Justus v. Commonwealth (no. 061218) Justice Koontz
REVERSAL Withdrawal of Guilty Plea Prior to Sentencing, Statutory Interpretation
19.2-296 allows for withdrawal of a guilty plea. After sentencing withdrawal is allowed under a "correct manifest injustice" standard. Therefore, a motion to withdraw a guilty plea prior to sentencing is subject to a lesser standard. In that case "the withdrawal of a plea of guilty should not be denied in any case where it is in the least evident that the ends of justice will be [availed] by permitting not guilty to be pleaded in its place." If there is evidence of a reasonable defense the withdrawal must be allowed.
In a proceeding under 19.2-296 the Commonwealth is not entitled to the presumptions in its favor flowing from the colloquy it would have in a habeas proceeding.
Baldwin v. Commonwealth (no. 061264) Justice Agee
REVERSAL Sufficiency of Evidence, Attempted Murder
When an officer is standing next to the driver's door on a car and the driver turns the car toward him and enters traffic in order to escape it is not sufficient evidence to support an intent to kill.
Grandison v. Commonwealth (no. 061296) Senior Justice Stephenson
REVERSAL Terry Pat Down, Plain View of an Item
A folded dollar bill which an officer sees hanging out of a pocket during a Terry pat down is not constitutionally seizable even if the officer recognizes that the way the bill is folded is in a fashion used to store drugs.
McDonald v. Commonwealth (no. 061456) Justice Lemons
Sodomy, Age of Consent
Sodomy statute is constitutional when applied to cases involving minors.
Robinson v. Commonwealth (no. 061911) Chief Justice Hassell
REVERSAL Rule Of Lenity, Statutory Construction, "Hit and Run" Statute
Virginia's Rule of Lenity:
"A penal statute cannot be extended by implication or construction. It cannot be made to embrace cases not within the letter though within the reason and policy of the law.Relying on a dictionary definition which has a large number of variant meanings is not appropriate under this standard.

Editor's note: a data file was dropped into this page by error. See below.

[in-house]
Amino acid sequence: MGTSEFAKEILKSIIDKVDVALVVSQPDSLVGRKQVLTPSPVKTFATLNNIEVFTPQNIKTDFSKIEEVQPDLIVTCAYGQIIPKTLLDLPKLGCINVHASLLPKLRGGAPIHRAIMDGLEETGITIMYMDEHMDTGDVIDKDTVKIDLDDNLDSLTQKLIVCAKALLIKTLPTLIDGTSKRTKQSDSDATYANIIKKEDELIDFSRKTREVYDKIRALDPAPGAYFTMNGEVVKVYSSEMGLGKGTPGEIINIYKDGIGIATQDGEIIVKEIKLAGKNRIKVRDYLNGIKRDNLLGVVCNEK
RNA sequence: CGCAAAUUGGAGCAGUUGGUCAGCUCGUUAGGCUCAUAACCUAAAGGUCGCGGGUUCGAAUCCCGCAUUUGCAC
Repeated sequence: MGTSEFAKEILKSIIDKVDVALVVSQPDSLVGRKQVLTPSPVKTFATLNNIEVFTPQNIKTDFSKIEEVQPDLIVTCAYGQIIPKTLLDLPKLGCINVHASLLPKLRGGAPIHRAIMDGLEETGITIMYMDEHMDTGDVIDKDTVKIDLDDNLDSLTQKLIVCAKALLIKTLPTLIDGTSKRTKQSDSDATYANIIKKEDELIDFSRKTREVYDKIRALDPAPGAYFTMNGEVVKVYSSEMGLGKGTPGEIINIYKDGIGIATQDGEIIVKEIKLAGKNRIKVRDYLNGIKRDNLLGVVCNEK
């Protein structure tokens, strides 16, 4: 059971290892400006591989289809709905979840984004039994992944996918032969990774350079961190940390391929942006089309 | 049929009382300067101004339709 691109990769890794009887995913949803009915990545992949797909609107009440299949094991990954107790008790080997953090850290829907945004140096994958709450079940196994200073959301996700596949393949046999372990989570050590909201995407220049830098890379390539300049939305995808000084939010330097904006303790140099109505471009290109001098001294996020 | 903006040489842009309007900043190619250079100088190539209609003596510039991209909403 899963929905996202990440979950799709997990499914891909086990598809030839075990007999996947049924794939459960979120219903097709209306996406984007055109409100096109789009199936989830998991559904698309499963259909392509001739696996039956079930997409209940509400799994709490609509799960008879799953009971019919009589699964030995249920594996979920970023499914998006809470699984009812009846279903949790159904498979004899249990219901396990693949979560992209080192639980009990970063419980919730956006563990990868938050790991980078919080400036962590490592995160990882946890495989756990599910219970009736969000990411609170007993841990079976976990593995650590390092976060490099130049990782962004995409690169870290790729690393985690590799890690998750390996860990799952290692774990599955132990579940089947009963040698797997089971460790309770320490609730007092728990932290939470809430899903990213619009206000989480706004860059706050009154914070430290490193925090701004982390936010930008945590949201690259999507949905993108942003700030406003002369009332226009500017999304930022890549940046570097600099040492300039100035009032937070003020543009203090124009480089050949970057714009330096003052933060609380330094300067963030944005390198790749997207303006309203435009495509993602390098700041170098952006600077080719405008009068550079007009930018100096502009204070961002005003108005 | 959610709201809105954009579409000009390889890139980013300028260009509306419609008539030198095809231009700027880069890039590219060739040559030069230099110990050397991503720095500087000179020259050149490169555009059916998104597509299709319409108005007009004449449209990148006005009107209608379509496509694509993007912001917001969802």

"To constitute the offense the [defendant's conduct] must be both within the letter and spirit of the statute defining it. Those who contend that a penalty is imposed must show that the words of the act distinctly cover the case. No conviction can be had if the words are merely equally capable of a construction that would, and one that would not, inflict the penalty.
"If a penal statute be so ambiguous as to leave reasonable doubt of its meaning, it is the duty of the court to refuse to impose the penalty."
46.2-894 requires that a defendant must be "involved" in an accident. Involved is ambiguous and must be construed under the rule of lenity. As such, its meaning for this statute is "in order for a driver of a vehicle to be involved in an accident within the intendment of the statute, there must be physical contact between the driver's vehicle and another vehicle, person, or object, or the driver of a motor vehicle must have been a proximate cause of an accident."
Side note: "Intendment?" The Chief Justice uses this highly unusual word several times in the decision. Personally, I think the Chief Justice has probably been reading too many pro se motions from inmates. ;-)